The Rails community seems to (nearly) universally rely on Devise, but it’s not shipped by default, and many people end up ‘rolling their own’ (probably very often with bad and possibly even hard to spot flaws).

Grails users often rely on the Spring Security plugin, but again, not a default plugin.  To its credit, there is a basic user/role management screen with searching, account disabling, and other maintenance functionality, and the basic system allows for user login and ‘lost password’ pretty much out of the box (self register is a bit more work).    But again, not shipped with the base, and people may be tempted to roll their own (although a default ORM means people are far less likely to be susceptible to SQL injection vs building SQL by hand).

ASP.NET ships with a membership system (though it’s been a long time – my memory may be out of date), with web controls for user login, registration, lost password, etc.  Whether it’s necessarily the ‘best’ security approach is not really the point here – it’s a standard that is provided, and more than likely has prevented people from (re)writing code in an insecure manner.

What am I missing?

UPDATE: One thought is that no one wants to be even remotely possible for providing out of the box security because they’re afraid they’ll be a target for a lawsuit.  I suspect that’s not really a factor, but perhaps it is in some cases?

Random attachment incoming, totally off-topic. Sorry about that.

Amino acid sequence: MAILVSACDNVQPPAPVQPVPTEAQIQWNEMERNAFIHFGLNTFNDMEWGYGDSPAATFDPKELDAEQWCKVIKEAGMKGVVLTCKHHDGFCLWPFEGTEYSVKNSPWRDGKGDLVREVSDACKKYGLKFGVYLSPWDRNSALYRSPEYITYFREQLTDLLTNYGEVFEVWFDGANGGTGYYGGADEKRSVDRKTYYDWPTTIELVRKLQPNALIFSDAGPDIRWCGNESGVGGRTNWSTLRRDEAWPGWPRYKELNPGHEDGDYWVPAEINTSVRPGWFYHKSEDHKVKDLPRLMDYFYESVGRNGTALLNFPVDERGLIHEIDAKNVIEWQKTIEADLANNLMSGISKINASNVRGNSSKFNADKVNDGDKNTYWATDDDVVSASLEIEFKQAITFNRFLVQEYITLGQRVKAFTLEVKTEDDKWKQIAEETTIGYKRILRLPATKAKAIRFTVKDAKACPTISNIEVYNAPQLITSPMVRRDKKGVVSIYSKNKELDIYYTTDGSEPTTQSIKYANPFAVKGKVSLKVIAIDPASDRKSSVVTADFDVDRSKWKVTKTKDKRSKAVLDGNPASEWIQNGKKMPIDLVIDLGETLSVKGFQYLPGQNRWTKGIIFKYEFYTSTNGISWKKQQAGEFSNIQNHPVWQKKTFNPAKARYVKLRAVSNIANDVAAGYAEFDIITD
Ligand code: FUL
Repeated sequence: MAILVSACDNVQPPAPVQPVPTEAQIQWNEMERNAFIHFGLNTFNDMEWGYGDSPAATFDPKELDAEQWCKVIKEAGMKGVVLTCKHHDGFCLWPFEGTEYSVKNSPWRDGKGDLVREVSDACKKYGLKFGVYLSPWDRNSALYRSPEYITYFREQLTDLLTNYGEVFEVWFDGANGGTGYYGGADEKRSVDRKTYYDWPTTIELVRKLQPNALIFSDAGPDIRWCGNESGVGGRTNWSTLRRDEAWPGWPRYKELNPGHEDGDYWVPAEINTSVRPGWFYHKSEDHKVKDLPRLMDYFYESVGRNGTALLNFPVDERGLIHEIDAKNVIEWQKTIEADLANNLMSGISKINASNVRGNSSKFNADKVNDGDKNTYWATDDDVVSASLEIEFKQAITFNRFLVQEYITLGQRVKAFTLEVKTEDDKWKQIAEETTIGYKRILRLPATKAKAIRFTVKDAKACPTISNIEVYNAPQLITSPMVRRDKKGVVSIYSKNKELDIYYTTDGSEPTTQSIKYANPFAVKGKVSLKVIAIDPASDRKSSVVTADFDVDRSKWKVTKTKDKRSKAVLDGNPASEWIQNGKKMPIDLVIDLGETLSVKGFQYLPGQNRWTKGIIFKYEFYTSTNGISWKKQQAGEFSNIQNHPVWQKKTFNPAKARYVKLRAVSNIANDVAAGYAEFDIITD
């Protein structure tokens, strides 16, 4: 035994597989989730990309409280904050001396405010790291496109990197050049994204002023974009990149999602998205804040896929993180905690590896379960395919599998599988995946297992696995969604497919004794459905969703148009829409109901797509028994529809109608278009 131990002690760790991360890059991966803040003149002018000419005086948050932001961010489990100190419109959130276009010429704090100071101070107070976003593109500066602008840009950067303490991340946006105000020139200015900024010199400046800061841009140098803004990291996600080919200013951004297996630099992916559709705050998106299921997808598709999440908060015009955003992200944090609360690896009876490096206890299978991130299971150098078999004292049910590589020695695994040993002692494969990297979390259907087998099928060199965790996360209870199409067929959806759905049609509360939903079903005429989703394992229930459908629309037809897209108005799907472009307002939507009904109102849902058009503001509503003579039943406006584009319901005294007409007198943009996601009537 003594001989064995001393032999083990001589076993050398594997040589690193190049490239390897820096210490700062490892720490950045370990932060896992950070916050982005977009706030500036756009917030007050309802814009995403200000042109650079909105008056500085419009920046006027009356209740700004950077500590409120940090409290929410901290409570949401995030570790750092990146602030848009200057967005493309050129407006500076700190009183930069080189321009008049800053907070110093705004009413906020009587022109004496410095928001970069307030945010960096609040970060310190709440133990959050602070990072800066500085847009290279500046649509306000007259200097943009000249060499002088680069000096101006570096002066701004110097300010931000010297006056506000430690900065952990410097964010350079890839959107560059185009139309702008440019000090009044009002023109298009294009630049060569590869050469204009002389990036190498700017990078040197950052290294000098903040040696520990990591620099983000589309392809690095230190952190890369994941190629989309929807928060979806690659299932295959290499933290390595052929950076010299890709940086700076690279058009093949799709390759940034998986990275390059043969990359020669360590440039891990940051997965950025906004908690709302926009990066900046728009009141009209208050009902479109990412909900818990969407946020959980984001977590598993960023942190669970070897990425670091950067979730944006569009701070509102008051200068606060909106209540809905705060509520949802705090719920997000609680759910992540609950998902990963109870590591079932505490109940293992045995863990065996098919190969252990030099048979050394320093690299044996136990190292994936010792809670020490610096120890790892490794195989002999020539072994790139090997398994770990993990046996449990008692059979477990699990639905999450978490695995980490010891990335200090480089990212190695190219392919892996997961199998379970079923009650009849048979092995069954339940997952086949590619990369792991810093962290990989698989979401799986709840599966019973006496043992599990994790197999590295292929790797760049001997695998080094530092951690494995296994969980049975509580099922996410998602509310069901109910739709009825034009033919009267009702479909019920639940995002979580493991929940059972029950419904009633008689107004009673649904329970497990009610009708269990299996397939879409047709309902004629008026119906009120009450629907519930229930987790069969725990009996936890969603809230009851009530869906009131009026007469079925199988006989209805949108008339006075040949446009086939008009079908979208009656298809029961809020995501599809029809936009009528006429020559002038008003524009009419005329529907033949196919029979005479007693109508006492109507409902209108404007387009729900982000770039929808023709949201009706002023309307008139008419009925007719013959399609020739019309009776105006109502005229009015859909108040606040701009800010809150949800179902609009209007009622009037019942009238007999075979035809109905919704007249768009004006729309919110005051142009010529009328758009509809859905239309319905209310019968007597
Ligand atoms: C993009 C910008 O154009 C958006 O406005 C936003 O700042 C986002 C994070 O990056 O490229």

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{ 8 comments to read ... please submit one more! }

  1. There are a bunch of authentication/RBAC frameworks out there, and integrating them with various MVC frameworks (e.g. via filters) shouldn’t be too difficult.

    I think the main reason mainstream frameworks stay away from this, is there are as many possible security models as there are programmers in the world – that is, the number of possible permutations and variations are almost infinite, and there is no accepted/minimum “standard” for security-models as such.

    In my experience, security requirements vary greatly from one application to the next, and what I’ve seen of frameworks that do ship with a security model (such as Yii), these tend to be either far too complex and loaded with concepts that don’t (necessarily) fit the business model, or blatantly simple and not really useful; or they just don’t fit for some reason.

    I challenge you to come up with a simple, universally useful (framework independent) security-model that people would actually use – prove me wrong, please! Until then, I will continue to build security-models as needed…

  2. I am not suggesting that there is a universal 100% across the board covers everything model. I do suggest that almost all apps have a basic need for identifying a user, allowing users to self-register (or to connect up to something like LDAP/AD to verify), some basic mechanism to create users, turn their accounts on and off, allow users to change basic profile info (or at least email) and ‘lost password’ – these concepts make up a HUGE majority of the situations that force most people to roll their own.